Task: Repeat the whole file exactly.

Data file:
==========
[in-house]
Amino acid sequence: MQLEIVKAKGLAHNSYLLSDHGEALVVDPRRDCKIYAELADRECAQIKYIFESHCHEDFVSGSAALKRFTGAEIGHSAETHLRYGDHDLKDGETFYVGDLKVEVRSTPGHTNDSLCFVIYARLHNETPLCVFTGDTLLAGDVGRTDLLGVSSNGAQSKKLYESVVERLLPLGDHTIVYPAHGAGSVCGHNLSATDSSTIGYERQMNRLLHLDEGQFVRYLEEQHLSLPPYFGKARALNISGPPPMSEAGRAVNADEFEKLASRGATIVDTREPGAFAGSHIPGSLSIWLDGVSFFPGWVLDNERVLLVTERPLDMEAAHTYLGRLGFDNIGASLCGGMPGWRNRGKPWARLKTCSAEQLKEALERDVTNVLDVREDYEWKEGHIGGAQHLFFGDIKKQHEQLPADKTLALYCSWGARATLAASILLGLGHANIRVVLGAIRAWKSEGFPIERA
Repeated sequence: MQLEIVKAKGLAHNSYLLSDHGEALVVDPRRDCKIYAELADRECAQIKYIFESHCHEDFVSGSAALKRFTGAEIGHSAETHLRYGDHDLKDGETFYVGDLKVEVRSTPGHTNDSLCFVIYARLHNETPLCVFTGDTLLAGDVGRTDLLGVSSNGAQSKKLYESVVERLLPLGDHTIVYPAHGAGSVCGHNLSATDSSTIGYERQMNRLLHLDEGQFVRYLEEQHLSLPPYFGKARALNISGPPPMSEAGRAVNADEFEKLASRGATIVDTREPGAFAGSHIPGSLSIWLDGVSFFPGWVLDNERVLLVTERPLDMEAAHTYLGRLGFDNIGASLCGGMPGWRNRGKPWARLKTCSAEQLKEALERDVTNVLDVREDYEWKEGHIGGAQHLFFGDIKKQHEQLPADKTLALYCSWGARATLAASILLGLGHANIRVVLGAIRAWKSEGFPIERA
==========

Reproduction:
[in-house]
Amino acid sequence: MQLEIVKAKGLAHNSYLLSDHGEALVVDPRRDCKIYAELADRECAQIKYIFESHCHEDFVSGSAALKRFTGAEIGHSAETHLRYGDHDLKDGETFYVGDLKVEVRSTPGHTNDSLCFVIYARLHNETPLCVFTGDTLLAGDVGRTDLLGVSSNGAQSKKLYESVVERLLPLGDHTIVYPAHGAGSVCGHNLSATDSSTIGYERQMNRLLHLDEGQFVRYLEEQHLSLPPYFGKARALNISGPPPMSEAGRAVNADEFEKLASRGATIVDTREPGAFAGSHIPGSLSIWLDGVSFFPGWVLDNERVLLVTERPLDMEAAHTYLGRLGFDNIGASLCGGMPGWRNRGKPWARLKTCSAEQLKEALERDVTNVLDVREDYEWKEGHIGGAQHLFFGDIKKQHEQLPADKTLALYCSWGARATLAASILLGLGHANIRVVLGAIRAWKSEGFPIERA
Repeated sequence: MQLEIVKAKGLAHNSYLLSDHGEALVVDPRRDCKIYAELADRECAQIKYIFESHCHEDFVSGSAALKRFTGAEIGHSAETHLRYGDHDLKDGETFYVGDLKVEVRSTPGHTNDSLCFVIYARLHNETPLCVFTGDTLLAGDVGRTDLLGVSSNGAQSKKLYESVVERLLPLGDHTIVYPAHGAGSVCGHNLSATDSSTIGYERQMNRLLHLDEGQFVRYLEEQHLSLPPYFGKARALNISGPPPMSEAGRAVNADEFEKLASRGATIVDTREPGAFAGSHIPGSLSIWLDGVSFFPGWVLDNERVLLVTERPLDMEAAHTYLGRLGFDNIGASLCGGMPGWRNRGKPWARLKTCSAEQLKEALERDVTNVLDVREDYEWKEGHIGGAQHLFFGDIKKQHEQLPADKTLALYCSWGARATLAASILLGLGHANIRVVLGAIRAWKSEGFPIERA